HUFFINGTON POST

This Week's HuffPost Family Dinner Download: Are Those Colors You're Eating Safe?

In her new cookbook, The Family Dinner, Laurie David talks about the importance of families making a ritual of sitting down to dinner together, and how family dinners offer a great opportunity for meaningful discussions about the day's news. "Dinner," she says, "is as much about digestible conversation as it is about delicious food."

We couldn't agree more. So HuffPost has joined with Laurie to launch a new feature we're calling HuffPost Family Dinner Downloads. Every Friday afternoon, just in time for dinner, our editors highlight one of the most compelling news stories of the week -- stories that will spark a lively discussion among the whole family.

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This week, a national conversation took place on the question of the artificial dyes found in so many of our foods -- particularly the ones marketed to kids -- and their potential health consequences, including hyperactivity and triggering allergies. After taking a hands-off approach for years to the growing inclusion of synthetic food dyes in an increasing number of processed foods, the federal government finally decided to look at the issue and determine whether the foods using them should carry warning labels like they do in Europe -- not unlike deadly cigarettes. In some countries food dyes are banned altogether.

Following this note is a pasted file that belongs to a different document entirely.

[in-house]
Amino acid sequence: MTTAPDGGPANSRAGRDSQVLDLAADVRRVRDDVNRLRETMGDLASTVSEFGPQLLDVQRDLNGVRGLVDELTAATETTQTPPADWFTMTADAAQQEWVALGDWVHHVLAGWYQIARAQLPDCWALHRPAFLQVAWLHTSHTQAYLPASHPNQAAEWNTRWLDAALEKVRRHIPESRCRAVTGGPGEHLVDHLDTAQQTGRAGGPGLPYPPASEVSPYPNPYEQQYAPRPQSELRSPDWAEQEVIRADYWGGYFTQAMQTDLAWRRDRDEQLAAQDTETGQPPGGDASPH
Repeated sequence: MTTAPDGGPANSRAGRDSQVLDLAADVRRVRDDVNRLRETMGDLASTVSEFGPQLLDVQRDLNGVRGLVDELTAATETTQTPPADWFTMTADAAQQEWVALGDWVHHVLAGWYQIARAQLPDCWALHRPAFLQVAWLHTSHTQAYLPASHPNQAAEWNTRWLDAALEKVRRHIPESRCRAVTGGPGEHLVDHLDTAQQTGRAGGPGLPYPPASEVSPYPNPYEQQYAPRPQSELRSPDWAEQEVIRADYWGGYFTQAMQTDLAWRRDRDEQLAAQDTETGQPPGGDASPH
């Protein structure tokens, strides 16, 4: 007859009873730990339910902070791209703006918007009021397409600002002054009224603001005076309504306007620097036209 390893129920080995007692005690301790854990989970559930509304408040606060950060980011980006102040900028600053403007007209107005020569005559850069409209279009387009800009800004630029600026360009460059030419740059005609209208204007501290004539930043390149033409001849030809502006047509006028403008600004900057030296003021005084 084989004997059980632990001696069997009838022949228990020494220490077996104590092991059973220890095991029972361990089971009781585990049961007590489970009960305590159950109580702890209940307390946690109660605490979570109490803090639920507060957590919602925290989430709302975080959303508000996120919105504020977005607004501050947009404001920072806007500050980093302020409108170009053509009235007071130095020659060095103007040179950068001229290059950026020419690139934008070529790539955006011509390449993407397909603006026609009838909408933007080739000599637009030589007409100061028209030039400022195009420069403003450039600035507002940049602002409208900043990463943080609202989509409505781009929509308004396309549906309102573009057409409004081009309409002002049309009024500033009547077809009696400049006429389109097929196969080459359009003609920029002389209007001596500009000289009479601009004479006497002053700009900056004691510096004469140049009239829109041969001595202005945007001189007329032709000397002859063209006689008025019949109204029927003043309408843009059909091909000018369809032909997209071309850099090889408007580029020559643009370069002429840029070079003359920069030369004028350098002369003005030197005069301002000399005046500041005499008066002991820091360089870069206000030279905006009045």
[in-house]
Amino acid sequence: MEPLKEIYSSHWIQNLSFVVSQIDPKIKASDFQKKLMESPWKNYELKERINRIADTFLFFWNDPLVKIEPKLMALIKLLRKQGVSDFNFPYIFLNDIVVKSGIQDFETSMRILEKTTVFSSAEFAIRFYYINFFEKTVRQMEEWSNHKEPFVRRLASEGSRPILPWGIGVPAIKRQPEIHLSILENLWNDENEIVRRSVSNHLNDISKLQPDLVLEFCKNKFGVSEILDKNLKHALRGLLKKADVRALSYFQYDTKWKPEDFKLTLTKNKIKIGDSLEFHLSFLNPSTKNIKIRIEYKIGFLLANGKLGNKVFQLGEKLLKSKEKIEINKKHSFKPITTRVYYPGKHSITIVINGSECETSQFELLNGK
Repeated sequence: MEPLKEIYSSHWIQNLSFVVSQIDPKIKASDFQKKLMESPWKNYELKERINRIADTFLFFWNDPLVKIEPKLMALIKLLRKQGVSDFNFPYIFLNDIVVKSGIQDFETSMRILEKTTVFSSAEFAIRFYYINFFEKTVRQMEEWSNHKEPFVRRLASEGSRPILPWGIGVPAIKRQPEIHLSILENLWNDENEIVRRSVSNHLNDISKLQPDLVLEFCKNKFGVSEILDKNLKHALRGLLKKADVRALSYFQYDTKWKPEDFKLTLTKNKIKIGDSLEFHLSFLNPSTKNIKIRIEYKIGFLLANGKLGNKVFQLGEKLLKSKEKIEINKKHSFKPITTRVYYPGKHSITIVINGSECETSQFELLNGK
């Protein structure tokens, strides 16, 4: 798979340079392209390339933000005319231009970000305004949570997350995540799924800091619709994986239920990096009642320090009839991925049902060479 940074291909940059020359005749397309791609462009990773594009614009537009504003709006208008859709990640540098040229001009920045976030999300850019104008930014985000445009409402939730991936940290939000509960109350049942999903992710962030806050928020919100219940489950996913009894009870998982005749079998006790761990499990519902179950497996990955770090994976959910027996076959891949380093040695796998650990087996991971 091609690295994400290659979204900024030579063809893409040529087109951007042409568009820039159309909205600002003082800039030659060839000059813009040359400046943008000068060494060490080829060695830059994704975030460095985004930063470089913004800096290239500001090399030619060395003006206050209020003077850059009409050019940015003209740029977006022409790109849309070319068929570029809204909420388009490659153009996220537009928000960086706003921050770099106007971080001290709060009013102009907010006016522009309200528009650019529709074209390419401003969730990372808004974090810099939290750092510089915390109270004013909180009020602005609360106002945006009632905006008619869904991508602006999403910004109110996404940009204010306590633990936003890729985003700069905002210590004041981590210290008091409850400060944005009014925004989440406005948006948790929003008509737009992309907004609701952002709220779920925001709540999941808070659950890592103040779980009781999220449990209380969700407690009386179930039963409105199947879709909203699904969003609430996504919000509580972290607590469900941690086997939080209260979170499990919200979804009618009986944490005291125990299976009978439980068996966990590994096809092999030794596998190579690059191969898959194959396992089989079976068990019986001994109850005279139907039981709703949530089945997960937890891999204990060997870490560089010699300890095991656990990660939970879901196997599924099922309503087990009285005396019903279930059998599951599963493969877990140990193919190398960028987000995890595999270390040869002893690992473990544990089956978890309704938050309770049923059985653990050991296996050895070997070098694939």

Unfortunately, the FDA panel tasked with reviewing the issue in fact decided to do nothing, claiming that the evidence for behavioral issues was inconclusive, but as food expert Marion Nestle points out, a certain percentage of children may in fact react to food dyes, consistently. Regardless, it's indisputable that, "Food dyes have only one purpose: to sell junk foods." Nestle explains. "Candy, Cheetos, and sodas that are brightly colored are perceived as tasting better than the gray alternatives. The food industry needs food dyes badly."

What are some foods you've eaten recently that might have food dyes in them? Do you feel differently after eating them? Do you find yourself drawn to brightly colored foods, like M&Ms, mac & cheese, Skittles and Doritos? What are some foods that are vividly colored in their natural state? Do you think foods colored with artificial dyes should carry warning labels? What is artificial coloring anyways? (Here's a database to help you out.) Do you read the ingredient labels on packages?

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To see last week's Family Dinner Download, click here.

Subscribe to receive HuffPost Family Dinner Downloads by email every Friday afternoon.

For more tips and recipes, check out The Family Dinner: Great Ways to Connect with Your Kids, One Meal at a Time by Laurie David and Kirstin Uhrenholdt (thefamilydinnerbook.com).